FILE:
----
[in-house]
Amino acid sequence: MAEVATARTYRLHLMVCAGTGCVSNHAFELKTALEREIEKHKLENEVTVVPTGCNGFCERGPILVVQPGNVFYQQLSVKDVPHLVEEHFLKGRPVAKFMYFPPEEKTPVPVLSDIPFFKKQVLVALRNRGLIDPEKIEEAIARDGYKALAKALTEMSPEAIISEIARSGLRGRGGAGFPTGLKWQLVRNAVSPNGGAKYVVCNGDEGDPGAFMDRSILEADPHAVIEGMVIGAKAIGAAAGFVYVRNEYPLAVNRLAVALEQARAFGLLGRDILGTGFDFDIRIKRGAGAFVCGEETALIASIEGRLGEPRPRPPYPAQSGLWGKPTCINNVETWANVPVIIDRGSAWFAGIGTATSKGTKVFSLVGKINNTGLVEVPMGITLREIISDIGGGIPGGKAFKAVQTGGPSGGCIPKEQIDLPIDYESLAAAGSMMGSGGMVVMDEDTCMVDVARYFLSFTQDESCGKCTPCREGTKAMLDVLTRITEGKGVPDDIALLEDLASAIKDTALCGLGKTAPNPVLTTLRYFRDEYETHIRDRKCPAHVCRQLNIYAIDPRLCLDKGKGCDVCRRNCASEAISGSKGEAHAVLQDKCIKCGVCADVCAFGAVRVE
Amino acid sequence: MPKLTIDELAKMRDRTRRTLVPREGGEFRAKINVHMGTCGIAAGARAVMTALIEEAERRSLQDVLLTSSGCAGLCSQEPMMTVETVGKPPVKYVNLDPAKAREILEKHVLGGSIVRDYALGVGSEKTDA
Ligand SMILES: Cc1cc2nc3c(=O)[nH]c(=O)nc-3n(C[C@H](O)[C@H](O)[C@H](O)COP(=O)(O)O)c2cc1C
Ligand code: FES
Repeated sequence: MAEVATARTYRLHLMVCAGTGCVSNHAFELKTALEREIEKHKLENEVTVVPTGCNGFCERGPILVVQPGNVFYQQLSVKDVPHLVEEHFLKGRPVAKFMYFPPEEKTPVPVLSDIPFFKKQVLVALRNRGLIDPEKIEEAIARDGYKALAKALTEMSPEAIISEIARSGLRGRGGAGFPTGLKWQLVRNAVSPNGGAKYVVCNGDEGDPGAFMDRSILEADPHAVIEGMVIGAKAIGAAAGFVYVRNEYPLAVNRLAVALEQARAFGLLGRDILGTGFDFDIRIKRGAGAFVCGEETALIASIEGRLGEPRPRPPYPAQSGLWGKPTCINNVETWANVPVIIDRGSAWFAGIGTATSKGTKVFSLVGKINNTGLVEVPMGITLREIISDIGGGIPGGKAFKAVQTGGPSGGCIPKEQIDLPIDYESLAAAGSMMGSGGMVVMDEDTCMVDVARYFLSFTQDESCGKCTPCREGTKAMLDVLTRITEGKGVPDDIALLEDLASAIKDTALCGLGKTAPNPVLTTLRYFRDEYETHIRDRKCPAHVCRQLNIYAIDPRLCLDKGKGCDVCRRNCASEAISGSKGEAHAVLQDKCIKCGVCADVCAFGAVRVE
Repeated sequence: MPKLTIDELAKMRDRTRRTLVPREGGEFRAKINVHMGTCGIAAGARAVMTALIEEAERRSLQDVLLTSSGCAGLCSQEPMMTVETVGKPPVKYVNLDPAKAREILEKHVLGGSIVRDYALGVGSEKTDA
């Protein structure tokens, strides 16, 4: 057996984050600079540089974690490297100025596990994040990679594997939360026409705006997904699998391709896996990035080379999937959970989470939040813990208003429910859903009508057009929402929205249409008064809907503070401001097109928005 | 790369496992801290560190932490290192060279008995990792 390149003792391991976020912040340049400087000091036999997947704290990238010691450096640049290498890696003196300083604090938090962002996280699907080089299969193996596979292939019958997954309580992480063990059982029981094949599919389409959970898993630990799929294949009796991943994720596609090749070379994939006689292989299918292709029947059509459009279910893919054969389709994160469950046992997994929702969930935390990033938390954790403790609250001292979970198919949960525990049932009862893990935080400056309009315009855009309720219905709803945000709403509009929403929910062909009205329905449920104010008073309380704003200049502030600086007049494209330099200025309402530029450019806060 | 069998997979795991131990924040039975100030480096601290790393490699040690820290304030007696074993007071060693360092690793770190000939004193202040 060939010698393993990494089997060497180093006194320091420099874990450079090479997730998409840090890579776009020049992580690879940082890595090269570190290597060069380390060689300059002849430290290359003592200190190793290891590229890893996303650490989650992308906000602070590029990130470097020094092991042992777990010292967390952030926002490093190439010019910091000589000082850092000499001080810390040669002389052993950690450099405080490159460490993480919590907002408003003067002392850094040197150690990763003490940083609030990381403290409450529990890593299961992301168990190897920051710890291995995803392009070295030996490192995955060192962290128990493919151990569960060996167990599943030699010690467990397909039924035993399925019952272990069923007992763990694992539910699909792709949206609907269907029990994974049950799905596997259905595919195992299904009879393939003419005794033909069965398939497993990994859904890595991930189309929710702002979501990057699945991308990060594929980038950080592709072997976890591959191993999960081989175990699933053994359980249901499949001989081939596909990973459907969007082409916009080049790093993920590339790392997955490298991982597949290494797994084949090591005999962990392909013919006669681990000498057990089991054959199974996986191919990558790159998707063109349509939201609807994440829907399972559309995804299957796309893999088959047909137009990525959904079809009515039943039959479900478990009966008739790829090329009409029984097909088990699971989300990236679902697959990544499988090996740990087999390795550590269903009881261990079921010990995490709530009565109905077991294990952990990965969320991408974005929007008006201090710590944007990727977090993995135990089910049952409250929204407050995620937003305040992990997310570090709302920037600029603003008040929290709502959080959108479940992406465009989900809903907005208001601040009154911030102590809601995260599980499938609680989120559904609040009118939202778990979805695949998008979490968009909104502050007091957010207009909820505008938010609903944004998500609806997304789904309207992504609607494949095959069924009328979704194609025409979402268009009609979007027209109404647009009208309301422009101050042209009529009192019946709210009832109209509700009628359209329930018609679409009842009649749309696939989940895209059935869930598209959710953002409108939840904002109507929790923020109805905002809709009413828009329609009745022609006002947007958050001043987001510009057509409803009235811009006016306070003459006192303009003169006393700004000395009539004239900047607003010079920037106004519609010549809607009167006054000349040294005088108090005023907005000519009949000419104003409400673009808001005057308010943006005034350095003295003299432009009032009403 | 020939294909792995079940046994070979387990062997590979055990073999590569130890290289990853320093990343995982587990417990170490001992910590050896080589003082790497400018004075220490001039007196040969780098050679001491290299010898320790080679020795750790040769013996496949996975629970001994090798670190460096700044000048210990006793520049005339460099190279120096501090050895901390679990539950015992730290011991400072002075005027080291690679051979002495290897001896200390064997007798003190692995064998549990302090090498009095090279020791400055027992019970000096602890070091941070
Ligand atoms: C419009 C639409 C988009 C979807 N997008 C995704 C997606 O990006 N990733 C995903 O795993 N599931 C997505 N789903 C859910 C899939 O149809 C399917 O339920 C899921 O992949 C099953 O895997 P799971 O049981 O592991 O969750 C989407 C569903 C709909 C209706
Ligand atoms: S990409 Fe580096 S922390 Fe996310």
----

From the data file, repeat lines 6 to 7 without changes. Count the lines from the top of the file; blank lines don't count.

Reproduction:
Repeated sequence: MAEVATARTYRLHLMVCAGTGCVSNHAFELKTALEREIEKHKLENEVTVVPTGCNGFCERGPILVVQPGNVFYQQLSVKDVPHLVEEHFLKGRPVAKFMYFPPEEKTPVPVLSDIPFFKKQVLVALRNRGLIDPEKIEEAIARDGYKALAKALTEMSPEAIISEIARSGLRGRGGAGFPTGLKWQLVRNAVSPNGGAKYVVCNGDEGDPGAFMDRSILEADPHAVIEGMVIGAKAIGAAAGFVYVRNEYPLAVNRLAVALEQARAFGLLGRDILGTGFDFDIRIKRGAGAFVCGEETALIASIEGRLGEPRPRPPYPAQSGLWGKPTCINNVETWANVPVIIDRGSAWFAGIGTATSKGTKVFSLVGKINNTGLVEVPMGITLREIISDIGGGIPGGKAFKAVQTGGPSGGCIPKEQIDLPIDYESLAAAGSMMGSGGMVVMDEDTCMVDVARYFLSFTQDESCGKCTPCREGTKAMLDVLTRITEGKGVPDDIALLEDLASAIKDTALCGLGKTAPNPVLTTLRYFRDEYETHIRDRKCPAHVCRQLNIYAIDPRLCLDKGKGCDVCRRNCASEAISGSKGEAHAVLQDKCIKCGVCADVCAFGAVRVE
Repeated sequence: MPKLTIDELAKMRDRTRRTLVPREGGEFRAKINVHMGTCGIAAGARAVMTALIEEAERRSLQDVLLTSSGCAGLCSQEPMMTVETVGKPPVKYVNLDPAKAREILEKHVLGGSIVRDYALGVGSEKTDA